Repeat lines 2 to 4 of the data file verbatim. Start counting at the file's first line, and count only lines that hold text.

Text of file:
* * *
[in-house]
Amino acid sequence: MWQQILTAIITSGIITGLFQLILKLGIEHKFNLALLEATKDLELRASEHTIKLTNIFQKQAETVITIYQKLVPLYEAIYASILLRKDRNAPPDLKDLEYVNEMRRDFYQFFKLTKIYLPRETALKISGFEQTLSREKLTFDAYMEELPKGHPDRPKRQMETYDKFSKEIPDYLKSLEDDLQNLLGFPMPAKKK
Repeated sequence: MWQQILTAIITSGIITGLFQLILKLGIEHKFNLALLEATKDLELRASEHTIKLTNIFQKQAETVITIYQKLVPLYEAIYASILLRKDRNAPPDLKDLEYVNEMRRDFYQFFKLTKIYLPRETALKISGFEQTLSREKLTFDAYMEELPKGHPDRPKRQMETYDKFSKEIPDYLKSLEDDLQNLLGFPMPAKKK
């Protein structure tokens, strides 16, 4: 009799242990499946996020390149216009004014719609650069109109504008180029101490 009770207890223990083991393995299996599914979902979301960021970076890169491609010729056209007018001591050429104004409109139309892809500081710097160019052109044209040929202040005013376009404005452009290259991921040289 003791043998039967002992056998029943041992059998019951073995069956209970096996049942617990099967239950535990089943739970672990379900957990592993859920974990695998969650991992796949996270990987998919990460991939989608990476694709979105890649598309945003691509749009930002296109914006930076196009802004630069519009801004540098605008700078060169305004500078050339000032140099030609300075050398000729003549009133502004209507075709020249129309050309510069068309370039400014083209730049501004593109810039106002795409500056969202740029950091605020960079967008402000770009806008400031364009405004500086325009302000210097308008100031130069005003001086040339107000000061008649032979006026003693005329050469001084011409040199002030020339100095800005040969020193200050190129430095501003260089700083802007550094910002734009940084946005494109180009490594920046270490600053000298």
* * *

Amino acid sequence: MWQQILTAIITSGIITGLFQLILKLGIEHKFNLALLEATKDLELRASEHTIKLTNIFQKQAETVITIYQKLVPLYEAIYASILLRKDRNAPPDLKDLEYVNEMRRDFYQFFKLTKIYLPRETALKISGFEQTLSREKLTFDAYMEELPKGHPDRPKRQMETYDKFSKEIPDYLKSLEDDLQNLLGFPMPAKKK
Repeated sequence: MWQQILTAIITSGIITGLFQLILKLGIEHKFNLALLEATKDLELRASEHTIKLTNIFQKQAETVITIYQKLVPLYEAIYASILLRKDRNAPPDLKDLEYVNEMRRDFYQFFKLTKIYLPRETALKISGFEQTLSREKLTFDAYMEELPKGHPDRPKRQMETYDKFSKEIPDYLKSLEDDLQNLLGFPMPAKKK
């Protein structure tokens, strides 16, 4: 009799242990499946996020390149216009004014719609650069109109504008180029101490 009770207890223990083991393995299996599914979902979301960021970076890169491609010729056209007018001591050429104004409109139309892809500081710097160019052109044209040929202040005013376009404005452009290259991921040289 003791043998039967002992056998029943041992059998019951073995069956209970096996049942617990099967239950535990089943739970672990379900957990592993859920974990695998969650991992796949996270990987998919990460991939989608990476694709979105890649598309945003691509749009930002296109914006930076196009802004630069519009801004540098605008700078060169305004500078050339000032140099030609300075050398000729003549009133502004209507075709020249129309050309510069068309370039400014083209730049501004593109810039106002795409500056969202740029950091605020960079967008402000770009806008400031364009405004500086325009302000210097308008100031130069005003001086040339107000000061008649032979006026003693005329050469001084011409040199002030020339100095800005040969020193200050190129430095501003260089700083802007550094910002734009940084946005494109180009490594920046270490600053000298």